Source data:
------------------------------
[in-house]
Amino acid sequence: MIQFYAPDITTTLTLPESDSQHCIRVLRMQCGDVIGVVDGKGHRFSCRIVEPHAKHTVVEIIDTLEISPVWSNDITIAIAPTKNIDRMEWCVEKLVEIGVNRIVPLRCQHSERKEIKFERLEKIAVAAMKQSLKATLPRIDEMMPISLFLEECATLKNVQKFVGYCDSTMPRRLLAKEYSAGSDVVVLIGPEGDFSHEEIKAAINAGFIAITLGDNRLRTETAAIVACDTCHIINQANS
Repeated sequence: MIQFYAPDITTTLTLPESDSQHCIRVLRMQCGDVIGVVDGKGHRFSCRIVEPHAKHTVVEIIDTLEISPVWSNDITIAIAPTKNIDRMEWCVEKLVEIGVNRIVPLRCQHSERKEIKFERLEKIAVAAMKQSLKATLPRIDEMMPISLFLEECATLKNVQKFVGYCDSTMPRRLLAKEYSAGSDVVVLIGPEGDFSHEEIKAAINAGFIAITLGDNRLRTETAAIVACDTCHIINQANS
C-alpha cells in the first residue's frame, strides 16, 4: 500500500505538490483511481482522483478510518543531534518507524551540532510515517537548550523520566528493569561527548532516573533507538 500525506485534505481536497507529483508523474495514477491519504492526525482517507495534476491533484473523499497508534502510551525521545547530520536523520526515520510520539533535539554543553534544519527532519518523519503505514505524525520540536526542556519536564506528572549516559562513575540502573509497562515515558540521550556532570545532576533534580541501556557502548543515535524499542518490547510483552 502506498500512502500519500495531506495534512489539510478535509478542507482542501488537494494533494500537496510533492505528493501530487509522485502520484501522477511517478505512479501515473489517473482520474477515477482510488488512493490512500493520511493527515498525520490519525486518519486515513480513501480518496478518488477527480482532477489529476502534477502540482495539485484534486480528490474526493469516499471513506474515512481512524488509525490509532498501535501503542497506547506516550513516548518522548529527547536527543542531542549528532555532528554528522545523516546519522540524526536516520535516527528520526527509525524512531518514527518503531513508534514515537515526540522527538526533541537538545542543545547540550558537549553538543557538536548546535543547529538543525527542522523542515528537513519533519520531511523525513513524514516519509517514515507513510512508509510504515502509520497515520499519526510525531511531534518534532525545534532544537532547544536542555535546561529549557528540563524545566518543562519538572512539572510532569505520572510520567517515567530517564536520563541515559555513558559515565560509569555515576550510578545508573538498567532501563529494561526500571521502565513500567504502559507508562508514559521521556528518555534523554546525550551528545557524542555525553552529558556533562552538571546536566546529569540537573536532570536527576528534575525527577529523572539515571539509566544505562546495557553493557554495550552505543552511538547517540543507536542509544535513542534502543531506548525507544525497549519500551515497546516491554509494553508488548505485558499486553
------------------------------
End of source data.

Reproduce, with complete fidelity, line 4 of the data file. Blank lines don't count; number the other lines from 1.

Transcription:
C-alpha cells in the first residue's frame, strides 16, 4: 500500500505538490483511481482522483478510518543531534518507524551540532510515517537548550523520566528493569561527548532516573533507538 500525506485534505481536497507529483508523474495514477491519504492526525482517507495534476491533484473523499497508534502510551525521545547530520536523520526515520510520539533535539554543553534544519527532519518523519503505514505524525520540536526542556519536564506528572549516559562513575540502573509497562515515558540521550556532570545532576533534580541501556557502548543515535524499542518490547510483552 502506498500512502500519500495531506495534512489539510478535509478542507482542501488537494494533494500537496510533492505528493501530487509522485502520484501522477511517478505512479501515473489517473482520474477515477482510488488512493490512500493520511493527515498525520490519525486518519486515513480513501480518496478518488477527480482532477489529476502534477502540482495539485484534486480528490474526493469516499471513506474515512481512524488509525490509532498501535501503542497506547506516550513516548518522548529527547536527543542531542549528532555532528554528522545523516546519522540524526536516520535516527528520526527509525524512531518514527518503531513508534514515537515526540522527538526533541537538545542543545547540550558537549553538543557538536548546535543547529538543525527542522523542515528537513519533519520531511523525513513524514516519509517514515507513510512508509510504515502509520497515520499519526510525531511531534518534532525545534532544537532547544536542555535546561529549557528540563524545566518543562519538572512539572510532569505520572510520567517515567530517564536520563541515559555513558559515565560509569555515576550510578545508573538498567532501563529494561526500571521502565513500567504502559507508562508514559521521556528518555534523554546525550551528545557524542555525553552529558556533562552538571546536566546529569540537573536532570536527576528534575525527577529523572539515571539509566544505562546495557553493557554495550552505543552511538547517540543507536542509544535513542534502543531506548525507544525497549519500551515497546516491554509494553508488548505485558499486553